I apologize but I really don't get what's been said so far. That's why I've been a bit recalcitrant about the bloody standard. Alain has announced in another thread that he wanted to talk about raising our standards. Asher has created this thread and gave us an extensive intro and a couple of in depth posts about the subject matter. Alain has only said a few one-liners. And the discussion has kind of derailed in a pool of miscommunication. No wonder I'm confused.
I don't think it's derailed. Just remember exactly what Doug says. When there are several meanings, he intends them to be applied, all of them and i've explained pretty well the options of the standard.
We are quite capable of addressing the subject of improving standards, up until the part of marketing where Alain is so adept and can teach us a lot. I'm quite happy to be asked to write down what I think is important in this context. for me it's the connection with the past art and then creating goals for one self, but first getting orientated. That requires a cut out frame or a rectangle made of the fingers of both hands to visualize or else a little viewing loupe with a frame on it like movie makers use.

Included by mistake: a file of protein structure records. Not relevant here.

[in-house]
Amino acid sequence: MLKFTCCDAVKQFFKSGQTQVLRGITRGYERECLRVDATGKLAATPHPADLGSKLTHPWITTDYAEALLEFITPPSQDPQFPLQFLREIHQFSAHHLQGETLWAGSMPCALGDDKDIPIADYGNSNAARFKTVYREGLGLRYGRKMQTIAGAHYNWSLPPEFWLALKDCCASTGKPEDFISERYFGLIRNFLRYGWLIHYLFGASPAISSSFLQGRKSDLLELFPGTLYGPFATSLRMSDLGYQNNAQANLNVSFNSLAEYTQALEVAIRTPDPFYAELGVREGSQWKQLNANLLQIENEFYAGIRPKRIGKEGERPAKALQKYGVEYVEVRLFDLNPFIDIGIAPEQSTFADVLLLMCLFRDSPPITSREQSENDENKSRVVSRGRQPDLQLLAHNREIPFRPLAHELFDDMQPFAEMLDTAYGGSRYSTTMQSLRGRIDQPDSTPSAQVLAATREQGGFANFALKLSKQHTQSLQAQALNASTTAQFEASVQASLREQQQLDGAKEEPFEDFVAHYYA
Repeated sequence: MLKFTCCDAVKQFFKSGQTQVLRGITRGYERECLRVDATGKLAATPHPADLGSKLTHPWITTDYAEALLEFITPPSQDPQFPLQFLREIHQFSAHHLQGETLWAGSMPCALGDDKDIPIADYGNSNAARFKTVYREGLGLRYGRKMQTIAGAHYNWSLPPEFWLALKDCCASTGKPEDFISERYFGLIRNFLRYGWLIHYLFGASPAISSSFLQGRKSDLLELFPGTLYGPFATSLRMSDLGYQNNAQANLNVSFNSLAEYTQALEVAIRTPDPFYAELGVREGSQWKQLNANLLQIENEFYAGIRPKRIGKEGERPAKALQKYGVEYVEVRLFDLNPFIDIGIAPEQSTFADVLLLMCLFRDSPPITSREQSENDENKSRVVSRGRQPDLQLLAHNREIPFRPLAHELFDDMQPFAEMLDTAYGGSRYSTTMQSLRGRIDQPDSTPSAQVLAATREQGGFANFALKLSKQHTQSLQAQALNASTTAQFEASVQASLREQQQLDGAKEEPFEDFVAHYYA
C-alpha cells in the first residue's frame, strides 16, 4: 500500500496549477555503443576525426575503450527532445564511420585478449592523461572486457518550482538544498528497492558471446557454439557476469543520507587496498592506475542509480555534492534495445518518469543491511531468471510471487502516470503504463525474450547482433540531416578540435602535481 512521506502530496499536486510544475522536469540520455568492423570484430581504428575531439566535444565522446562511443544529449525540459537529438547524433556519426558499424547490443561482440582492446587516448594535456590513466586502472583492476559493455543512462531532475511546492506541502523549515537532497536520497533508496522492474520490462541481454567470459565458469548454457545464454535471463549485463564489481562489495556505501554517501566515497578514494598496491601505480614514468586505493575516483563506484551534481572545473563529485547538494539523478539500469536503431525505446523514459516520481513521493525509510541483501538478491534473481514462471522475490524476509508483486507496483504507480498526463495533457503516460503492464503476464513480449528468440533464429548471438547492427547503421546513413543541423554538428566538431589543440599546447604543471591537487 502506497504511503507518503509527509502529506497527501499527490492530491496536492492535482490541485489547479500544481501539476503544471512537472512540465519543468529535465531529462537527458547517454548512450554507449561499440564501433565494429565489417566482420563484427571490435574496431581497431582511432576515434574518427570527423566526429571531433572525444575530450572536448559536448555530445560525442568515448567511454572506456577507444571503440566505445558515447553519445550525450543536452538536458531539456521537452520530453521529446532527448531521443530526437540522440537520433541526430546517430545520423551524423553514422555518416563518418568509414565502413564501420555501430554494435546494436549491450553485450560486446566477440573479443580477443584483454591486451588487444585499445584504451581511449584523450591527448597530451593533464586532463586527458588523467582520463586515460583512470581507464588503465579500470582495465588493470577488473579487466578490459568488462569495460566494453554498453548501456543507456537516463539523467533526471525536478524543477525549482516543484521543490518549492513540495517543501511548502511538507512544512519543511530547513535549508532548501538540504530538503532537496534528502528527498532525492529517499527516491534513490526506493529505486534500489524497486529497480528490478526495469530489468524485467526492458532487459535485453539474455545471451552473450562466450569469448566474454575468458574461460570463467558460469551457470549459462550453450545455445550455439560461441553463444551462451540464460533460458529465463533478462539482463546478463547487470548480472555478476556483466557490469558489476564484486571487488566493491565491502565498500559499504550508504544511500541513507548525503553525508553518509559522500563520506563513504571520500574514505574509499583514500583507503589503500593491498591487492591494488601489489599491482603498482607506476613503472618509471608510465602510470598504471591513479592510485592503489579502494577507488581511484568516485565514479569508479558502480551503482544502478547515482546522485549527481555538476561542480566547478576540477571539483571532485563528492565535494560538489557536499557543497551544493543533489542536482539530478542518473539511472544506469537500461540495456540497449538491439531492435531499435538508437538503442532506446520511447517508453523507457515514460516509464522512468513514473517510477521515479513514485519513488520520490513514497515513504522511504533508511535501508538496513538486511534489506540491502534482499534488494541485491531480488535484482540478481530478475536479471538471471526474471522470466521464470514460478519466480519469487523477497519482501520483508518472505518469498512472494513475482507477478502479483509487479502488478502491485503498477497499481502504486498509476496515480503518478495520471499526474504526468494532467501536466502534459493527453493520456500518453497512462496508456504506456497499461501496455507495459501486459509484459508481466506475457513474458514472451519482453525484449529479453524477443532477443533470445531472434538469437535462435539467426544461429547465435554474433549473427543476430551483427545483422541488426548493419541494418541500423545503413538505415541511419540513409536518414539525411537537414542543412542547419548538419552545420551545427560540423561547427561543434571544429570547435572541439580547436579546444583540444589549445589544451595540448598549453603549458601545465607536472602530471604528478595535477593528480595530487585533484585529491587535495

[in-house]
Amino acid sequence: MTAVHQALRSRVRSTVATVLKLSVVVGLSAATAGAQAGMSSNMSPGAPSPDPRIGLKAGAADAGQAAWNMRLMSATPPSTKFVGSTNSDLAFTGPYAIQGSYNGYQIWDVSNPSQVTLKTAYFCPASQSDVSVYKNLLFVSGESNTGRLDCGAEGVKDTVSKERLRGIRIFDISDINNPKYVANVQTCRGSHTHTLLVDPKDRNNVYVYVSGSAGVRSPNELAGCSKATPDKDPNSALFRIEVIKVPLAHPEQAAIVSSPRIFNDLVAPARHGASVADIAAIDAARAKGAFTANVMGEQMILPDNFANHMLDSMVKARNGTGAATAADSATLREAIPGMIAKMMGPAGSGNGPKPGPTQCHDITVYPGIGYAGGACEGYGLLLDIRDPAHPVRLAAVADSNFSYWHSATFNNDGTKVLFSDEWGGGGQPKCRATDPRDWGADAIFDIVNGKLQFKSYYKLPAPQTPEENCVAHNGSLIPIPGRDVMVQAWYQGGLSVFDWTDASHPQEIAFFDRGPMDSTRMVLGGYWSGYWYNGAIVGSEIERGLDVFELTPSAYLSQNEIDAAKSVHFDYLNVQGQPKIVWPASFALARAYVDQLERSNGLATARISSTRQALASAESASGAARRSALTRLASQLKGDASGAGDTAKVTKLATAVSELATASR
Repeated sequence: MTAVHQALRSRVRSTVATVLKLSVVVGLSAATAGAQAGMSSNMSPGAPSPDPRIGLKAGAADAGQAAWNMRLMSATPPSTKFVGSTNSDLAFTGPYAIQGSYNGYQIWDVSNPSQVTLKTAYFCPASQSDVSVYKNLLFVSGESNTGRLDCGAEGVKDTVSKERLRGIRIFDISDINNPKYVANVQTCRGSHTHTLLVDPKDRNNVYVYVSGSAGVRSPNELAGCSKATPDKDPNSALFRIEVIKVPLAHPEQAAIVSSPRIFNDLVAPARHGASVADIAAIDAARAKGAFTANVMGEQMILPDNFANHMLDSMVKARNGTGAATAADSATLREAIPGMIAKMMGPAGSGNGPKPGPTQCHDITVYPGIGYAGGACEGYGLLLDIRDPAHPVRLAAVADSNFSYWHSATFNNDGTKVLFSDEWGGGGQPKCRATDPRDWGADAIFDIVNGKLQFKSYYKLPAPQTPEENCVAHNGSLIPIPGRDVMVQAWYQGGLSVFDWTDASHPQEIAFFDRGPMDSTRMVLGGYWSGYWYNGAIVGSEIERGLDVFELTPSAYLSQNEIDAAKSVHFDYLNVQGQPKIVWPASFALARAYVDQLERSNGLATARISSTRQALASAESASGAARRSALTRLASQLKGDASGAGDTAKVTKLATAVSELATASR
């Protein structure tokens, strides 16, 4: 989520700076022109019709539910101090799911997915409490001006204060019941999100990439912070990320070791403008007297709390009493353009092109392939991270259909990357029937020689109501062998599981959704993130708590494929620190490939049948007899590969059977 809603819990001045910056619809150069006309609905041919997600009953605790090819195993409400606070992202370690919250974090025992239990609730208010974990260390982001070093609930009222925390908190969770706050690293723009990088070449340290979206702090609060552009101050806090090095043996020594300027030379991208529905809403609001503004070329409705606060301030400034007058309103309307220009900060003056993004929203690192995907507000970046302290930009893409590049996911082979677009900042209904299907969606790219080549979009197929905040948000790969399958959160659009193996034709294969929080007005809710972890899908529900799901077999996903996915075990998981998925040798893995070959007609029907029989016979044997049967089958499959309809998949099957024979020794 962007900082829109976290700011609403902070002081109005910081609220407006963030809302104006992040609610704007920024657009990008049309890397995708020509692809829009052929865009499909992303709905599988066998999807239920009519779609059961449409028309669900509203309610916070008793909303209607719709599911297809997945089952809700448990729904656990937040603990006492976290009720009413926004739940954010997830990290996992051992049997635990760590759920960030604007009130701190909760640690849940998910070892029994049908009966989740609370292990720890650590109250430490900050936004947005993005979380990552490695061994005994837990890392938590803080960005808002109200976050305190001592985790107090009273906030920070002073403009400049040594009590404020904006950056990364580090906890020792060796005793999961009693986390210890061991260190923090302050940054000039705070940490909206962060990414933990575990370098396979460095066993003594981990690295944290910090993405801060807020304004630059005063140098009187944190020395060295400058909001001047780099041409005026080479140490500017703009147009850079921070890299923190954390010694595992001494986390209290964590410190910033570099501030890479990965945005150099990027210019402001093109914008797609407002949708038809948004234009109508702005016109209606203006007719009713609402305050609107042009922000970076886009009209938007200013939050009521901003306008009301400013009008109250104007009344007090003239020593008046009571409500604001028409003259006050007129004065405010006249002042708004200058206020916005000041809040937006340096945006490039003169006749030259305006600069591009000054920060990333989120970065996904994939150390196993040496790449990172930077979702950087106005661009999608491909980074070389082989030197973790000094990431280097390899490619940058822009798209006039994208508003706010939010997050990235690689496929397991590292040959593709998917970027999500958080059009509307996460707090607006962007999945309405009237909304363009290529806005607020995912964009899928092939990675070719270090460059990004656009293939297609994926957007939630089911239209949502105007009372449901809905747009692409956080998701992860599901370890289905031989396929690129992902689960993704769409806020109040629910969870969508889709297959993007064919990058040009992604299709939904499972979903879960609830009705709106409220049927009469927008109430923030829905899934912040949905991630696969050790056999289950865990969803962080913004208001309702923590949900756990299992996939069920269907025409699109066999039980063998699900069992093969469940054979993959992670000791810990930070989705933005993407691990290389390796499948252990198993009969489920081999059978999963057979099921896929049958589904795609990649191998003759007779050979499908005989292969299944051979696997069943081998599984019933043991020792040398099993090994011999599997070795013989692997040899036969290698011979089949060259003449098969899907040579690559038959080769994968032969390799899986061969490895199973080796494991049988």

After that one needs to be open to new experience. That's why I like to follow impulse and that way
I'm not limited to preconceived notions, yet I'm rooted in the great works of the past I admire.
After that improving requires killing of those images that do not meet one's hopes and dreams. Leave the one's that are closest to one's intent. Make copies, draw on them and start all over again. That's how I personally work to improve my own standards.
Now what do others' do?
I know we can learn from the various approaches each of us has in getting the most fun and satisfaction out of one's work.
It might just be making sure one gives copies to folk and spread some happiness. That increases the standards in photography and brings it back to impact folks lives as opposed to sitting o hard drives.
I know Bob Watcher gives out prints when he revisits villages in Nicaragua.